Heavy construction work, HVAC, automotive trades including mechanic, Pipes, cylinders, and more. There's no a shortage of work for a qualified welder. Welding is one of the most sought after trades because of its good pay and relatively stable job options.
Yet, despite the good pay and job security, what would you do if you were hurt on the job or made sick from your job environment? Have you saved any money for hard times? Many people don't simply because of the high cost of living. Could you provide for yourself and your family? It's a terrifying scenario that people in Connecticut face every day when they are hurt on the job.
Fortunately, Connecticut law requires employers to provide workers' compensation insurance at no cost to employees. If you are hurt or made sick on the job, you can get help with your medical expenses.
The good news is that there is a law in each state that requires more employers to provide workers' compensation insurance at no cost to employees. If you are hurt or made sick on the job, you can get help with your medical expenses.
Workers' comp helps welders just like you who are injured on the job. If you get hurt or if you get sick, the most critical step is to file a claim for workers compensation benefits. This will provide money to pay your medical expenses.
Let's face it, we all know that doctors' visits, medications, and medical procedures are extremely costly. Workers' comp helps with that by providing coverage for 100% of your reasonable job injury related medical treatment . It also helps you by paying out some of your lost wages while you are recovering. If you are totally disabled, Connecticut workers compensation benefits will pay you approximately 70% of your average weekly wage. These payments will be completely tax free to you! In the event you are so injured you are no longer able to return to work as a welder, the Connecticut Division of Workers Rehabilitation can provide you training for a new career!
Risks Faced By Welders
Think about all of the equipment that you use on the job as a welder. The most common injuries experienced by welders are burns. Burns may seem like a minor inconvenience, but they can be severe. Even a minor burn can get worse if you don't get appropriate medical treatment to prevent infection.
Welder's flash is another feared injury. Can you risk losing your eye sight in any capacity? It would certainly put your livelihood at risk.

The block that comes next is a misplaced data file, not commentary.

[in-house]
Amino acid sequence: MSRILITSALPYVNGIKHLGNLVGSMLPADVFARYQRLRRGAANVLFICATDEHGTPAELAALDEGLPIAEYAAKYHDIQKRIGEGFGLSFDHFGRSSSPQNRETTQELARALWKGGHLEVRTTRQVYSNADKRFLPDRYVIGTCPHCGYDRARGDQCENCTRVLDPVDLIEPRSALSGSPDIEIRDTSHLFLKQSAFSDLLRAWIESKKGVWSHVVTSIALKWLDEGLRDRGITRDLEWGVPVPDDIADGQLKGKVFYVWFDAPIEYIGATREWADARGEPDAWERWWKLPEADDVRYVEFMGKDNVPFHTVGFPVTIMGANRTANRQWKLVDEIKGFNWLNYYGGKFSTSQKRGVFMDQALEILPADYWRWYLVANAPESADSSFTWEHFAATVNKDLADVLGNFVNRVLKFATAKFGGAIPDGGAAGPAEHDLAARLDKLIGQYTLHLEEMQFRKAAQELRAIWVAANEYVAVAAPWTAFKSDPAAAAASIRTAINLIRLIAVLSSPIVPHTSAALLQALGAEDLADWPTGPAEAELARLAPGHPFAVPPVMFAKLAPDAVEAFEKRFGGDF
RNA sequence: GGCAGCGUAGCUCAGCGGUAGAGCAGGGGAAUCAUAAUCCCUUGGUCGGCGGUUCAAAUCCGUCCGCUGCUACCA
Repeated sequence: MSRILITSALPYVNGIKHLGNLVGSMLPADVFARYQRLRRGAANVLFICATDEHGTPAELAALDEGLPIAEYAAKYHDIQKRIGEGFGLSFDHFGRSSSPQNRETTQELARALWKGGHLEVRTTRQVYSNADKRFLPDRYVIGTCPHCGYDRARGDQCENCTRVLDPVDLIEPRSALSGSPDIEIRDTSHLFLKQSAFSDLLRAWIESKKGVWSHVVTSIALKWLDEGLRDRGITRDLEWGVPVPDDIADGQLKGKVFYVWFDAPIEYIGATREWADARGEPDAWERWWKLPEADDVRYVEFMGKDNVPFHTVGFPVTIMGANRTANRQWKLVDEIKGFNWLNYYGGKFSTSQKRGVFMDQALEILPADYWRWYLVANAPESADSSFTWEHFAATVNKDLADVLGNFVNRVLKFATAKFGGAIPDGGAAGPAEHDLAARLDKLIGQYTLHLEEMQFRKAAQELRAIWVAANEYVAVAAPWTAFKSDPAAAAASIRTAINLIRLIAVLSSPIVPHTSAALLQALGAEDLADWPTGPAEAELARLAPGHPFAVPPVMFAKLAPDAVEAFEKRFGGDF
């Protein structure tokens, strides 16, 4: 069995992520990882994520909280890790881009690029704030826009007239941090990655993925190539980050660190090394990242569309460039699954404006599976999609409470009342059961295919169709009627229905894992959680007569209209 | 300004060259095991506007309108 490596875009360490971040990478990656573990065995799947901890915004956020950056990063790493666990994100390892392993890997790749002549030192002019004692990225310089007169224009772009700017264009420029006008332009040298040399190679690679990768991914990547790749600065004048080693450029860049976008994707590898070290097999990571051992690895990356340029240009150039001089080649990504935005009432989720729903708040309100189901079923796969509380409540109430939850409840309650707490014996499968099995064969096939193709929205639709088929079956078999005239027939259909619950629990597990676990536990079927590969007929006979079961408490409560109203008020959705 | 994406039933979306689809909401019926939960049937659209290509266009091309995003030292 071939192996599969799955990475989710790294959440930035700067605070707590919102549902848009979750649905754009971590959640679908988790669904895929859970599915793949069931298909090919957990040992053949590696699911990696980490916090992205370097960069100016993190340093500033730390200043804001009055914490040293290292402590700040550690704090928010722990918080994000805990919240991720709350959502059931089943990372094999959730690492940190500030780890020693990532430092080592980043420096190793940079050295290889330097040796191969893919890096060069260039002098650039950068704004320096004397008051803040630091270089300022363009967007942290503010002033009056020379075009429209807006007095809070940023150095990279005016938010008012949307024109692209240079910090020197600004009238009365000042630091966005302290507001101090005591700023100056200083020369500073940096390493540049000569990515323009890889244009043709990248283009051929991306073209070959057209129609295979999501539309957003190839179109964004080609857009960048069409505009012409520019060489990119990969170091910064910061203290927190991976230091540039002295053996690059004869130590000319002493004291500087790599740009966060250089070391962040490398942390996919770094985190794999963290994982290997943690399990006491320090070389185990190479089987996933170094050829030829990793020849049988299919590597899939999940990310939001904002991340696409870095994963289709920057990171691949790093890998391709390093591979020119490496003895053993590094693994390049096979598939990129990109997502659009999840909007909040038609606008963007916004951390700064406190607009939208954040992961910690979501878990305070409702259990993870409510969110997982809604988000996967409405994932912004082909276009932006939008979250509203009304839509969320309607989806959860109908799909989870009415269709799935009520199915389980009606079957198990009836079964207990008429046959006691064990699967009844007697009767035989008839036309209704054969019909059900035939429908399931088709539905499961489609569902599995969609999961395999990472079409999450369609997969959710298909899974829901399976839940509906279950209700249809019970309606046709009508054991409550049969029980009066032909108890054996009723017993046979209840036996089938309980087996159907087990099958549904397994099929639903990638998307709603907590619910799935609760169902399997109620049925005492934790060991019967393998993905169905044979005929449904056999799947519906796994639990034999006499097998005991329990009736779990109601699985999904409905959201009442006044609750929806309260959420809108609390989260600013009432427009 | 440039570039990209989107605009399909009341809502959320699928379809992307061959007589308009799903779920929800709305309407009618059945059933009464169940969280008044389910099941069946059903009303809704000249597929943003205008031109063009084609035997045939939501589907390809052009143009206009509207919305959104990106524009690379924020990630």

Being exposed to the chemicals released when you're welding can make you very, very sick. You could be diagnosed with nerve damage, lung problems, or even what is commonly known as Welders' Parkinson's disease.
Hurt or Sick Because of Your Job as a Welder?
If you're hurt or sick because of your job as a welder, you may not know what to do. Regardless of whether you feel like you could have prevented your injury, you are entitled to compensation. Follow these four steps to protect your legal rights:
- Let your supervisor know immediately about your injury. Don't wait. This is important for two reasons:
- First, if it is caused by something that could injure another welder, such as faulty welding equipment, reporting the incident to your supervisor protects others.
- Second, it protects your legal rights. This is a very important step in getting workers' comp.
- Fill out an accident report as soon as possible. Because you need to be as accurate as possible, you should complete it immediately. If you are burned or if you have an eye injury, call 911.
- Get medical attention as soon as you can. You have the right to get emergency medical help if you need it. If you have a minor injury, you can see the doctor or walk in center that your employer directs you to. l not pay anything for that visit. You do have the right to see your own doctor, however you may require the services of a Connecticut work injury lawyer
- Consult competent legal advice.. It is important to have someone looking out for your best interest. Even the most supportive employer will look to settle the claim for as little as possible to stop their insurance premiums from going up. Never talk to an insurance adjuster on your own. Settling without an attorney could rob you of important legal rights and on getting the compensation that you deserve.
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